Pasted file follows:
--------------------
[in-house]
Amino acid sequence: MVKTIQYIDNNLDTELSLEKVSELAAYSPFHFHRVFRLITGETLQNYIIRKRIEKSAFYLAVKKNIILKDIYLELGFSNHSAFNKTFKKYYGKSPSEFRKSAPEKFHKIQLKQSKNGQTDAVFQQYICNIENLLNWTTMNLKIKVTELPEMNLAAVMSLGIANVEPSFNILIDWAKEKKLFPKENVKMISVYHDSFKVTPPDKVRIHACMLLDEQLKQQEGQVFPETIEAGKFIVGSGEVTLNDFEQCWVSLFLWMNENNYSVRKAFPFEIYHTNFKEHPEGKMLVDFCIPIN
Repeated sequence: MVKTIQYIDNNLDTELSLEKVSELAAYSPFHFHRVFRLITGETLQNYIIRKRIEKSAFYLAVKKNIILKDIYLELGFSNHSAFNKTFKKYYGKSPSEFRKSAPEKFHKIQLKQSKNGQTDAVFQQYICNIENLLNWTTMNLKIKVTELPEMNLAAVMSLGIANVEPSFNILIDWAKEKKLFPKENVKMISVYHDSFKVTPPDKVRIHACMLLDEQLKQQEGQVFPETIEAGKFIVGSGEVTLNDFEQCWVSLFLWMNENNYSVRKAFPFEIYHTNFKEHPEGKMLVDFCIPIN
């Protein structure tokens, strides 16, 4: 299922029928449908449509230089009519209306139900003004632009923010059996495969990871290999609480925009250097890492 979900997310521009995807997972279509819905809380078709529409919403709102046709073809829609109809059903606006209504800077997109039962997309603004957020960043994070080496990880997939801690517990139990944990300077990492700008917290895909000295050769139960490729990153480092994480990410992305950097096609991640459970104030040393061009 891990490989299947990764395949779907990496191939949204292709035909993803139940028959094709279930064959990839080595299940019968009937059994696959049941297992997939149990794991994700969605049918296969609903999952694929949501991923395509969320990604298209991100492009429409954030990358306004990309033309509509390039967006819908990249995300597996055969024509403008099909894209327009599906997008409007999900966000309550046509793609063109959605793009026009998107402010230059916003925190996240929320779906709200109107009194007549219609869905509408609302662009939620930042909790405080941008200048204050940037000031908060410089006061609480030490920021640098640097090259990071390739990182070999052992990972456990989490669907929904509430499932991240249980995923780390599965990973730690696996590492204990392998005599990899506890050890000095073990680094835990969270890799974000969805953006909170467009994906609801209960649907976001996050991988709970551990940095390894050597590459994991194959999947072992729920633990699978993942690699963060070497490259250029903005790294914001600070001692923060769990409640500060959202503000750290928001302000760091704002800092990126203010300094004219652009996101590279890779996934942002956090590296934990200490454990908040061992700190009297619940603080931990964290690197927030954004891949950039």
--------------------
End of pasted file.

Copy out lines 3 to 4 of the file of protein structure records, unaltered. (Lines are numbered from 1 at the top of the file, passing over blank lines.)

Repeated sequence: MVKTIQYIDNNLDTELSLEKVSELAAYSPFHFHRVFRLITGETLQNYIIRKRIEKSAFYLAVKKNIILKDIYLELGFSNHSAFNKTFKKYYGKSPSEFRKSAPEKFHKIQLKQSKNGQTDAVFQQYICNIENLLNWTTMNLKIKVTELPEMNLAAVMSLGIANVEPSFNILIDWAKEKKLFPKENVKMISVYHDSFKVTPPDKVRIHACMLLDEQLKQQEGQVFPETIEAGKFIVGSGEVTLNDFEQCWVSLFLWMNENNYSVRKAFPFEIYHTNFKEHPEGKMLVDFCIPIN
């Protein structure tokens, strides 16, 4: 299922029928449908449509230089009519209306139900003004632009923010059996495969990871290999609480925009250097890492 979900997310521009995807997972279509819905809380078709529409919403709102046709073809829609109809059903606006209504800077997109039962997309603004957020960043994070080496990880997939801690517990139990944990300077990492700008917290895909000295050769139960490729990153480092994480990410992305950097096609991640459970104030040393061009 891990490989299947990764395949779907990496191939949204292709035909993803139940028959094709279930064959990839080595299940019968009937059994696959049941297992997939149990794991994700969605049918296969609903999952694929949501991923395509969320990604298209991100492009429409954030990358306004990309033309509509390039967006819908990249995300597996055969024509403008099909894209327009599906997008409007999900966000309550046509793609063109959605793009026009998107402010230059916003925190996240929320779906709200109107009194007549219609869905509408609302662009939620930042909790405080941008200048204050940037000031908060410089006061609480030490920021640098640097090259990071390739990182070999052992990972456990989490669907929904509430499932991240249980995923780390599965990973730690696996590492204990392998005599990899506890050890000095073990680094835990969270890799974000969805953006909170467009994906609801209960649907976001996050991988709970551990940095390894050597590459994991194959999947072992729920633990699978993942690699963060070497490259250029903005790294914001600070001692923060769990409640500060959202503000750290928001302000760091704002800092990126203010300094004219652009996101590279890779996934942002956090590296934990200490454990908040061992700190009297619940603080931990964290690197927030954004891949950039």